The GOP may have a frontrunner who has repudiated much of what the Republican Party historically has stood for (entitlement reform, free trade and limited government), but as Charles Krauthammer points out in today's must-read, the Democratic Party has undergone a drastic transformation too.

Specifically, the Democratic Party has repudiated Clintonism–and it is al the more interesting that the final rejection came from former president Bill Clinton. Krauthammer writes:

The center-left, triangulating, New Democrat (Bill) Clintonism of the 1990s is dead. It expired of unnatural causes, buried — definitively, if unceremoniously — by its very creator.

The final chapter occurred last week when, responding to Black Lives Matter hecklers denouncing his 1994 crime bill, Bill Clinton unleashed an impassioned defense. He accused the protesters of discounting the thousands of lives, mostly black, that were saved amid the crack epidemic of the time because gang leaders and other bad guys got locked up. Yet the next day, the big dog came out, tail between his legs, saying he regretted the incident and almost wanted to apologize. It was a humiliating, Soviet-style recantation obviously meant to protect his wife’s campaign, which depends on the African-American vote to fend off Bernie Sanders.

The crime bill Clinton signed into law led to a drastic decline in crime, but he can no longer defend it if his wife is to have a shot at being president because the current Democratic Party has moved so far to the left. Two thirds of the Congressional Black Caucus also supported the crime bill that in the Age of Black Lives Matter can only be denounced as racist.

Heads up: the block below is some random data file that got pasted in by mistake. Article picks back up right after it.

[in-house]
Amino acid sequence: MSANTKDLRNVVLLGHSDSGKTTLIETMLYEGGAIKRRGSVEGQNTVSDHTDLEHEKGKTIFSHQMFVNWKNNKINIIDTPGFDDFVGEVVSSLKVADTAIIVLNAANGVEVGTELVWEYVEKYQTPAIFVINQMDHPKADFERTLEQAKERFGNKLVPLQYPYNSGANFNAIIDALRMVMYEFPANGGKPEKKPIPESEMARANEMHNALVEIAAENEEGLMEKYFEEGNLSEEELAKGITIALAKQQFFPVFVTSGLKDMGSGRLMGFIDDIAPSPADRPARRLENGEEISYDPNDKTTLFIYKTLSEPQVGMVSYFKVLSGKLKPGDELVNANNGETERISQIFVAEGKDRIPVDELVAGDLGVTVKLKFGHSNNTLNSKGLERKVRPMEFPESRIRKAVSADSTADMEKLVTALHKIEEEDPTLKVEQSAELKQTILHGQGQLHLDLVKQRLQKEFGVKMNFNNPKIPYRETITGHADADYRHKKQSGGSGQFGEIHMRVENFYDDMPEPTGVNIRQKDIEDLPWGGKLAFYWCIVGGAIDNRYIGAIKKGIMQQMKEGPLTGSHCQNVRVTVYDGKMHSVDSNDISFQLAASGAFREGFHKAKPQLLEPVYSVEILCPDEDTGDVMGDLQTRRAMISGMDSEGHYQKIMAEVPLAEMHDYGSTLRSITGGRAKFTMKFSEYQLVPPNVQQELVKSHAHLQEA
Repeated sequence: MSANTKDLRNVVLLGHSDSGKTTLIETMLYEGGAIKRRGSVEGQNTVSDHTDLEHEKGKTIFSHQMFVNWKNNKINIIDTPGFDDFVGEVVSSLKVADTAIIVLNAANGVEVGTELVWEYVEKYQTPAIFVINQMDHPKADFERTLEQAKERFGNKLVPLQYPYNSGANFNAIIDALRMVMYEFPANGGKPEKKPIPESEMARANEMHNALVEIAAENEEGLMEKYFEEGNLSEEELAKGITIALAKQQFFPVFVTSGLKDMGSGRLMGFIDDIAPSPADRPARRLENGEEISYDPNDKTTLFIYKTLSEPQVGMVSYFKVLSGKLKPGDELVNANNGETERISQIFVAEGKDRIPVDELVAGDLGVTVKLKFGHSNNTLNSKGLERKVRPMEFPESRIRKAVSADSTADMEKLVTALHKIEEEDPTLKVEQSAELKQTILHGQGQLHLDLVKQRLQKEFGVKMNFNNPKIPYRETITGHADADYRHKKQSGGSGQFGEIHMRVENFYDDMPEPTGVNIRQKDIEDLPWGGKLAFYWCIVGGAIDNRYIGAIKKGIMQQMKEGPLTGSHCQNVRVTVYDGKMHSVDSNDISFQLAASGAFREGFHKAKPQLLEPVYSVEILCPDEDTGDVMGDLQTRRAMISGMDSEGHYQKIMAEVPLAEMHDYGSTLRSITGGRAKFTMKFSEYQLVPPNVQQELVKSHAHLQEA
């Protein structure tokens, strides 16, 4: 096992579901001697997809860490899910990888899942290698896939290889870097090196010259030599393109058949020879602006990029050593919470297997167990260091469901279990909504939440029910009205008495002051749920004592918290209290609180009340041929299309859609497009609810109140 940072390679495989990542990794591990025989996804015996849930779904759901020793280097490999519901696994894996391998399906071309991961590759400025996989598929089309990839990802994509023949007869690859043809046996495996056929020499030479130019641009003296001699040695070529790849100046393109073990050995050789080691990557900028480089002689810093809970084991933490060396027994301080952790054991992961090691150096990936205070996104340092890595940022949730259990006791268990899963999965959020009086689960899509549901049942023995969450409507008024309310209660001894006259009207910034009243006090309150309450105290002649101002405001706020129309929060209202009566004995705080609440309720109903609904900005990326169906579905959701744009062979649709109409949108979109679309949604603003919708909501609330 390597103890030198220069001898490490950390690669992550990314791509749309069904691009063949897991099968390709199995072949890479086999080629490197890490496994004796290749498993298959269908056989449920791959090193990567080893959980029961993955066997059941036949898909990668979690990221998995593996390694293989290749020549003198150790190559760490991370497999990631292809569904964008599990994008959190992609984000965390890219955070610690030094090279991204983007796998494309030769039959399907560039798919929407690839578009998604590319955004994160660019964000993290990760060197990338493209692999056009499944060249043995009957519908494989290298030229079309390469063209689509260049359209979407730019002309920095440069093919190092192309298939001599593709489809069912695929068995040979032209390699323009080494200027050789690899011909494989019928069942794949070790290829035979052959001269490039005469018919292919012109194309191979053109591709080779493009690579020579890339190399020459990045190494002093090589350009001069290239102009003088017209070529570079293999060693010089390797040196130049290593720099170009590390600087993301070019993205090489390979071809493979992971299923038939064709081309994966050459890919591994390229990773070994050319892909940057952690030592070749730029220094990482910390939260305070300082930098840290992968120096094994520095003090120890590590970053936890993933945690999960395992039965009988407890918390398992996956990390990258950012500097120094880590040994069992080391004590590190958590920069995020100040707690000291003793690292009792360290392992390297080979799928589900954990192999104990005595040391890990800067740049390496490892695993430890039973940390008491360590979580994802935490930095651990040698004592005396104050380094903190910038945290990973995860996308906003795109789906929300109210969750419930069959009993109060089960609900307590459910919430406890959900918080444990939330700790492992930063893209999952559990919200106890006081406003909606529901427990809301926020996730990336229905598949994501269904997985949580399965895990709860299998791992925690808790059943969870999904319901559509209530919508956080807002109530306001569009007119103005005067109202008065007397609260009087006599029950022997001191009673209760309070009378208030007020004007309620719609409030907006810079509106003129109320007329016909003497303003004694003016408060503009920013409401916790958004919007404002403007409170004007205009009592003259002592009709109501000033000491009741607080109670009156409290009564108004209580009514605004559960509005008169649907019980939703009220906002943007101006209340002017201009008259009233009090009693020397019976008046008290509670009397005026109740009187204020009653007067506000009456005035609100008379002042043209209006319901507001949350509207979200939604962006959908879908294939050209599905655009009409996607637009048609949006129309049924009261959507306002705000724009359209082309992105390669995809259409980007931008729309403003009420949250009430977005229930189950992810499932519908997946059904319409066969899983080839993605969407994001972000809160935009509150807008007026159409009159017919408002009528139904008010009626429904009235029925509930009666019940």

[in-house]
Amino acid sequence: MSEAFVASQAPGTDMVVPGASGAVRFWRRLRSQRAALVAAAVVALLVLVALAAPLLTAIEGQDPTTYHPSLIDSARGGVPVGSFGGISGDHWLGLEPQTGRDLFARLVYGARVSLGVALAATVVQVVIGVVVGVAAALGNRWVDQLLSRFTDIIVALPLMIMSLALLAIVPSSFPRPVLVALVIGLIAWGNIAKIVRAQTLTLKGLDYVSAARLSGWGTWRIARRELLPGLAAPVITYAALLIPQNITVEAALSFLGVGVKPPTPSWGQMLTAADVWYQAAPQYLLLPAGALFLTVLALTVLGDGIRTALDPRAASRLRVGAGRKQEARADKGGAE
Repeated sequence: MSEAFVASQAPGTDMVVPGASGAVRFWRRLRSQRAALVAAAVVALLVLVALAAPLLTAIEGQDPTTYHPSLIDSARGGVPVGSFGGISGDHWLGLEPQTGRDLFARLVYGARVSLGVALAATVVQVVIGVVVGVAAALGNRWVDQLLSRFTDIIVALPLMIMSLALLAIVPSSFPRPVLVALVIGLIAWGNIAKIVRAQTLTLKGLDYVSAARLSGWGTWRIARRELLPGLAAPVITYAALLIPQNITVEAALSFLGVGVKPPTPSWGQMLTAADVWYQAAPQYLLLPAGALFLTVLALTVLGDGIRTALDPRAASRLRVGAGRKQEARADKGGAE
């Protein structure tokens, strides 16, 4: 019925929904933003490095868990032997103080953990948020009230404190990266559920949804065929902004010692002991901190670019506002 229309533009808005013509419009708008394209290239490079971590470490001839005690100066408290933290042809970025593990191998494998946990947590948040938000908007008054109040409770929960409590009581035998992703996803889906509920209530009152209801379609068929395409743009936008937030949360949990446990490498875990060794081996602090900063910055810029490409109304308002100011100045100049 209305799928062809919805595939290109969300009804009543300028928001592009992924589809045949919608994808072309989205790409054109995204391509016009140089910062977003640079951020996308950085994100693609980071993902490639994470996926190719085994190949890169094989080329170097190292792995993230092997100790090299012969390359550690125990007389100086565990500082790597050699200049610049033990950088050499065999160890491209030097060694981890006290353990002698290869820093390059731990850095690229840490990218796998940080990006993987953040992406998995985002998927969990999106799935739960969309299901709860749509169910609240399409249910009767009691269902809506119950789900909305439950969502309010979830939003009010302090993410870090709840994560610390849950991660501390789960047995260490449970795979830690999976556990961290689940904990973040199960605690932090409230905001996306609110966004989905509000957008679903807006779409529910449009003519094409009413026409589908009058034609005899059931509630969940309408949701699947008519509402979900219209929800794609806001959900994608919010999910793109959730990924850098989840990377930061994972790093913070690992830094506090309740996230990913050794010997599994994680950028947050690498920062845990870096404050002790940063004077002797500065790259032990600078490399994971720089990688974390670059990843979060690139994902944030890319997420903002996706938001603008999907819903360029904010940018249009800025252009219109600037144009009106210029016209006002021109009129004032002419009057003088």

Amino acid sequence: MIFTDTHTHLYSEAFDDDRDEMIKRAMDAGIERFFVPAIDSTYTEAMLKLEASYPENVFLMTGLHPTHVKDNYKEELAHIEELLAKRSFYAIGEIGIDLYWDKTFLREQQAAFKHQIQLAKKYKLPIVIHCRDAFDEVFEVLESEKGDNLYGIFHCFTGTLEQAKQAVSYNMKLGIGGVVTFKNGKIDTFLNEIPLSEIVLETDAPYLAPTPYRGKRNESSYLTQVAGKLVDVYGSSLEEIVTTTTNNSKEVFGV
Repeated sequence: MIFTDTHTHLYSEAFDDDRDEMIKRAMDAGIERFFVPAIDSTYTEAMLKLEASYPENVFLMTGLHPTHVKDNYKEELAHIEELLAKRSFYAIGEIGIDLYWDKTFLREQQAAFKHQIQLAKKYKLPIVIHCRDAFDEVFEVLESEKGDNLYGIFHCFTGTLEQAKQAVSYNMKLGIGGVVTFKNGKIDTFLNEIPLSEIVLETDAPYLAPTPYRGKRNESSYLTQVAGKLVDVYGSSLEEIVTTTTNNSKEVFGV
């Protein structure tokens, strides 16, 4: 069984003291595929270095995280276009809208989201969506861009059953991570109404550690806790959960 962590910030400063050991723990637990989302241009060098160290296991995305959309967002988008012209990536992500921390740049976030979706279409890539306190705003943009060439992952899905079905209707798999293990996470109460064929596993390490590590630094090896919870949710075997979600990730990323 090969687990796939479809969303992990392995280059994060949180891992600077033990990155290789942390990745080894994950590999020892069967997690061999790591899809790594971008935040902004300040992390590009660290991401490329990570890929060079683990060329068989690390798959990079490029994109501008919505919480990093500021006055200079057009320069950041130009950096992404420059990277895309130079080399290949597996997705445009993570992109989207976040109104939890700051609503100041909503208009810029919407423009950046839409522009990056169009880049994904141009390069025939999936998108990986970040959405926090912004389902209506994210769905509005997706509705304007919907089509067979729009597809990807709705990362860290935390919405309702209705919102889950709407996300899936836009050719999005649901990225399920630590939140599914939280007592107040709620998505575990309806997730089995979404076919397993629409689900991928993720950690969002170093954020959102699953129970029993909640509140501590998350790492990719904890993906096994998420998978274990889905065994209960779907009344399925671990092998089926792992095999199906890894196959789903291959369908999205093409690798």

The rejection on Clintonism doesn't stop with the crime bill. NAFTA, which Bill Clinton promoted, is also anathema today. Hillary Clinton came out against the free-trade agreement of our time, Trans-Pacific Partnership, which she originally praised as the "gold standard" of trade agreements. Krauthammer points out that there is no need for Mrs. Clinton to reject the welfare reform of her husband's administration because President Obama already has demolished it.

Krauthammer concludes:

It is nothing like her husband’s party. Which is why she campaigns as Bernie lite — they share the same goals, she says, but she can get things done. Hence the greatest irony of all: For the last decade and a half, the main propellant for the Hillary-for-president movement has been the rosy afterglow of Bill’s 1990s, the end-of-history era of peace, prosperity, and balanced budgets. Want it back? Vote Hillary. That’s the tease. Yet a Hillary victory would yield a Clinton Redux animated not by Bill but by Bernie.